Where do we stand?

One of me in SL

Just received this HEFCE Report via ALT (Association of Learning Technologists) “Collaborate to compete, seizing the opportunity of online learning for UK higher education”.

The report is at at:
http://www.hefce.ac.uk/pubs/hefce/2011/11_01/11_01.pdf

Let me know what you think – how are we doing?  Are we ahead of the game or dragging along at the rear?

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About timjohnson
I came through a tortuous path to the role of Adviser in Digital Literacy in the Information and Learning Services Department. In the past I was a: Senior Lecturer in Health Informatics, Senior Lectuer in Midwifery, Midwifery Sister, Staff Midwife, Nurse, Secretary, Bars Manager. I would have liked to be a jeweller and silver smith but of course there is always retirement for that :)

3 Responses to Where do we stand?

  1. Barbara Mitra says:

    Tim/Karen also asked me to give a brief overview of some of the technologies I use on the Media and Cultural Studies degree course, here at Worcester.

    Release: I make substantial use of Release – particularly film and television programmes that have been recorded in accordance with the ERA plus license. I often construct seminars questions around these films and programmes and this enables students to apply theoretical knowledge to media texts. Students have found that they benefit from being able to discuss their application of such theory in class – as well as being able to watch the film or television programme again on their own.

    Release: I also use Release to host the edited recordings of all the lectures I do. I try to keep these short – no longer than 5 minutes. Students who miss sessions find these useful to capture some of the key ideas.

    Blogs: I have created various blogs for students to participate in discussion on various topics. These relate to questions and debates which are covered in class. Students are asked to contribute to these discussions as part of assignments. (I have included this as part of their learning outcomes). They like being able to express their opinions in this way.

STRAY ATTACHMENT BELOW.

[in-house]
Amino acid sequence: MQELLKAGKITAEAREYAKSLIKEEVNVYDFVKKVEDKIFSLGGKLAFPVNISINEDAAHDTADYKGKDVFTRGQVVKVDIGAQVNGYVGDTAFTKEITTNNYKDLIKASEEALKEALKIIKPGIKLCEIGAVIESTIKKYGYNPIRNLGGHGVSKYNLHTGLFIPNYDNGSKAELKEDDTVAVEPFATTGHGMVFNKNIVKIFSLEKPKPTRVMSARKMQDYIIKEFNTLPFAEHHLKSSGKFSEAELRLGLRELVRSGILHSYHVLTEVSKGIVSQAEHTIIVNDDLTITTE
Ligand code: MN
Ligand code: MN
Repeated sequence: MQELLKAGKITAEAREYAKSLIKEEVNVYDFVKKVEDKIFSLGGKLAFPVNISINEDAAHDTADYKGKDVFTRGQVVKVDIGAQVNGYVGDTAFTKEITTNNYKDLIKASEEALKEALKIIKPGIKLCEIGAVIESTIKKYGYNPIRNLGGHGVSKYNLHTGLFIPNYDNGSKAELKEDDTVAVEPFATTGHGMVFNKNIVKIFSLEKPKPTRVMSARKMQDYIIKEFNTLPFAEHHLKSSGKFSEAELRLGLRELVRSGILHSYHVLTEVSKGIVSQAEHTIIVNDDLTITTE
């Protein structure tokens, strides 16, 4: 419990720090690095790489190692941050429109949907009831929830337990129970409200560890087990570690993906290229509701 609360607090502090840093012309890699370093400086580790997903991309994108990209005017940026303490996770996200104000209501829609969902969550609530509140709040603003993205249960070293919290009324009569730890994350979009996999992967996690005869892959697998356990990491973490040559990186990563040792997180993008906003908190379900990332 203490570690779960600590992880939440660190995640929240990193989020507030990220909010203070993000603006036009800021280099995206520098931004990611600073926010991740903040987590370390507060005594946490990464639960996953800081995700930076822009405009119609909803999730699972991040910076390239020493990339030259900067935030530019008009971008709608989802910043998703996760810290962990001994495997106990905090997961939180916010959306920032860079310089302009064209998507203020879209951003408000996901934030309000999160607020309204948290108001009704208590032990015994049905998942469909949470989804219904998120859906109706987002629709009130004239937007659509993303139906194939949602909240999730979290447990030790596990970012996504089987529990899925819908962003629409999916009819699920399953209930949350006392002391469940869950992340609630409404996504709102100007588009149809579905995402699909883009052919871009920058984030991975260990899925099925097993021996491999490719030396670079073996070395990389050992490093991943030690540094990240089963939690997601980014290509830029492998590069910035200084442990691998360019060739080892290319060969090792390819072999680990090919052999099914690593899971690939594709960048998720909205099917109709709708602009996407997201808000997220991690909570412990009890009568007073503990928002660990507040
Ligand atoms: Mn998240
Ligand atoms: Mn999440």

Quizzes: I have used Hot Potatoes recently – but instead of putting them onto Blackboard as i have been doing to date, I may transfer some of the quizzes to turning point – so that students can click their answers onto the screen. (I have used Turning Point in the past and found that they can provoke discussion, rather than just giving straightforward answers).

    I am sure there are other things – but that will do for now!

  2. judybarker says:

    Tim/Karen has asked me to give a brief overview of some of the technologies we are exploring in the Language Centre:

    Release: the University of Worcester’s homegrown media streaming service, which allows us to stream useful English and foreign language TV programmes and audio material via Blackboard and Moodle, so students no longer have to come in and borrow but can play material 24/7 from anywhere. We have had very positive feedback from students and requests for more material. In addition, Release can be used to store both interactive (e.g. Articulate or Hot Potatoes) and non-interactive (e.g. Word or PDF) material for linking to the VLE.

    Wimba: we are currently running a French course for people who want to attend courses from home, using a virtual classroom. Tutor and students log on at a pre-arranged time and sessions last for 1 1/5 hours. The tutor and students can see and hear each other, and also use the text chat window. In addition, the tutor can use the main part of the computer screen as an interactive whiteboard, for writing on, showing clips and interactive assignments, playing audio etc. A great feature is that sessions can be recorded (‘archived’), so that anyone who misses a class can catch up before the next session.

    Please contact me if you would like any further information.

  3. timjohnson says:

    Just as a follow-up thought, have a look at Imperial College London. http://www1.imperial.ac.uk/medicine/teaching/elearning/secondlife/

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